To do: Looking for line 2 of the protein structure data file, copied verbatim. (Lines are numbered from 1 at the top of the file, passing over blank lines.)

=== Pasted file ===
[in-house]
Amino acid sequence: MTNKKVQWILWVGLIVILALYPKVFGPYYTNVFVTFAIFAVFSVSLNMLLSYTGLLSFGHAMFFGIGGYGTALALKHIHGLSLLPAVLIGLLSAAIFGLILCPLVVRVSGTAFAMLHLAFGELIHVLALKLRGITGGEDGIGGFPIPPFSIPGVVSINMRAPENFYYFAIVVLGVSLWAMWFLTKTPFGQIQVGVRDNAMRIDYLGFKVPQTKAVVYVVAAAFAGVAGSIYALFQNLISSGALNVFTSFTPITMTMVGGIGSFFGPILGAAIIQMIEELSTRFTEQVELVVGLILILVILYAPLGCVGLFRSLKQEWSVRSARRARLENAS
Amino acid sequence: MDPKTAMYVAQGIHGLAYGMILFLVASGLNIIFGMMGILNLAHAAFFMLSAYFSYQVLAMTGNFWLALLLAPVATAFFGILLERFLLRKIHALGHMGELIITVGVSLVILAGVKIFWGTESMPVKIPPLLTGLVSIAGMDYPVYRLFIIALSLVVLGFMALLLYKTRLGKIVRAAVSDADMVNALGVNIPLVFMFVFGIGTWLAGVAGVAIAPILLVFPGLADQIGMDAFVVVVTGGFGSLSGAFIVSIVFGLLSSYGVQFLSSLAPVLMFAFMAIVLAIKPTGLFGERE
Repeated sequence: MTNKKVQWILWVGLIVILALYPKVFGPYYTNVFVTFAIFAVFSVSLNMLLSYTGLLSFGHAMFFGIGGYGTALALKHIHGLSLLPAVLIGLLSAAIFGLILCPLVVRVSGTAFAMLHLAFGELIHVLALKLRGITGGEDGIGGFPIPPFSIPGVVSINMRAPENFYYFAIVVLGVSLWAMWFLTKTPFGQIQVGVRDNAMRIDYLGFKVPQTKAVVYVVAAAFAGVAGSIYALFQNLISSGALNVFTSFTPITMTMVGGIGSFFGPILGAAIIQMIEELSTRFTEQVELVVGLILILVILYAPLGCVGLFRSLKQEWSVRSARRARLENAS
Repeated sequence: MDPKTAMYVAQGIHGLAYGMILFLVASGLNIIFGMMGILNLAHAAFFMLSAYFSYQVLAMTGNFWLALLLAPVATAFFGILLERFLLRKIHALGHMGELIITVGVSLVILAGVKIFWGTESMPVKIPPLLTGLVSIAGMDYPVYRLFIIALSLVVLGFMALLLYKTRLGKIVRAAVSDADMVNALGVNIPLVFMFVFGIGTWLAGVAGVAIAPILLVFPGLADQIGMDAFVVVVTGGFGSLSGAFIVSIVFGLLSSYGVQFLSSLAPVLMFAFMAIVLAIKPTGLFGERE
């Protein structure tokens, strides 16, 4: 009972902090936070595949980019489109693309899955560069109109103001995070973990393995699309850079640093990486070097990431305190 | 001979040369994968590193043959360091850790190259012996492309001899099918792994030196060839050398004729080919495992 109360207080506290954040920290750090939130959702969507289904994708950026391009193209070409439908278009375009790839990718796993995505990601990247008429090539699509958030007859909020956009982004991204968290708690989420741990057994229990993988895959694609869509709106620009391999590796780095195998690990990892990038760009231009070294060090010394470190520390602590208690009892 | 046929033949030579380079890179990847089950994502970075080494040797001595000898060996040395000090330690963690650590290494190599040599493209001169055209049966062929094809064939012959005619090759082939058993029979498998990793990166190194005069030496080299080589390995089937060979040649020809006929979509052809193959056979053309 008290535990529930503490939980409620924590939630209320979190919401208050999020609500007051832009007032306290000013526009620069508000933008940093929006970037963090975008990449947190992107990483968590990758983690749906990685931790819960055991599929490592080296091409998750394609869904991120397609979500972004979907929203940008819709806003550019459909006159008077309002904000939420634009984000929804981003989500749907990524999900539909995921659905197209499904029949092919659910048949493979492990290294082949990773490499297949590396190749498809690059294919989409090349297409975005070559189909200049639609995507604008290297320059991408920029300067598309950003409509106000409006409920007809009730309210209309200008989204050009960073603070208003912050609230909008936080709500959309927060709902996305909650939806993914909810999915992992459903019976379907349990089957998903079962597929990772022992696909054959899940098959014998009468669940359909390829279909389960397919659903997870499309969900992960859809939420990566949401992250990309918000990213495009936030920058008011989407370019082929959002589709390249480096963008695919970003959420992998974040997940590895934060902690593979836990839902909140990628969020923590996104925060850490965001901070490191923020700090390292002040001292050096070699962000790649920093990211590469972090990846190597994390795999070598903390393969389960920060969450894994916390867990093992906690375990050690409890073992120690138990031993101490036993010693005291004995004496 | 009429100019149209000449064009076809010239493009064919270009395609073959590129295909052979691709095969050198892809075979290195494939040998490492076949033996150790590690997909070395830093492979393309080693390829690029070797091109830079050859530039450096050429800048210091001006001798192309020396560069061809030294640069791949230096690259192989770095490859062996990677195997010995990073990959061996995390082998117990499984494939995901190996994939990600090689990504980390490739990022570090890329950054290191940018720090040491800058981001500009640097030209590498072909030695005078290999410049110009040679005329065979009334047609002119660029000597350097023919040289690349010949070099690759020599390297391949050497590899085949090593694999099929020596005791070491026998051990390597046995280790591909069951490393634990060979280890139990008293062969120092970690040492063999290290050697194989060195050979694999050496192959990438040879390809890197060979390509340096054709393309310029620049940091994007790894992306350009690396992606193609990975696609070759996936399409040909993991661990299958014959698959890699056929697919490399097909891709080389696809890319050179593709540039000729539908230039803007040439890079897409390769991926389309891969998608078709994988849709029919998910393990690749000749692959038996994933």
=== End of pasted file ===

Amino acid sequence: MTNKKVQWILWVGLIVILALYPKVFGPYYTNVFVTFAIFAVFSVSLNMLLSYTGLLSFGHAMFFGIGGYGTALALKHIHGLSLLPAVLIGLLSAAIFGLILCPLVVRVSGTAFAMLHLAFGELIHVLALKLRGITGGEDGIGGFPIPPFSIPGVVSINMRAPENFYYFAIVVLGVSLWAMWFLTKTPFGQIQVGVRDNAMRIDYLGFKVPQTKAVVYVVAAAFAGVAGSIYALFQNLISSGALNVFTSFTPITMTMVGGIGSFFGPILGAAIIQMIEELSTRFTEQVELVVGLILILVILYAPLGCVGLFRSLKQEWSVRSARRARLENAS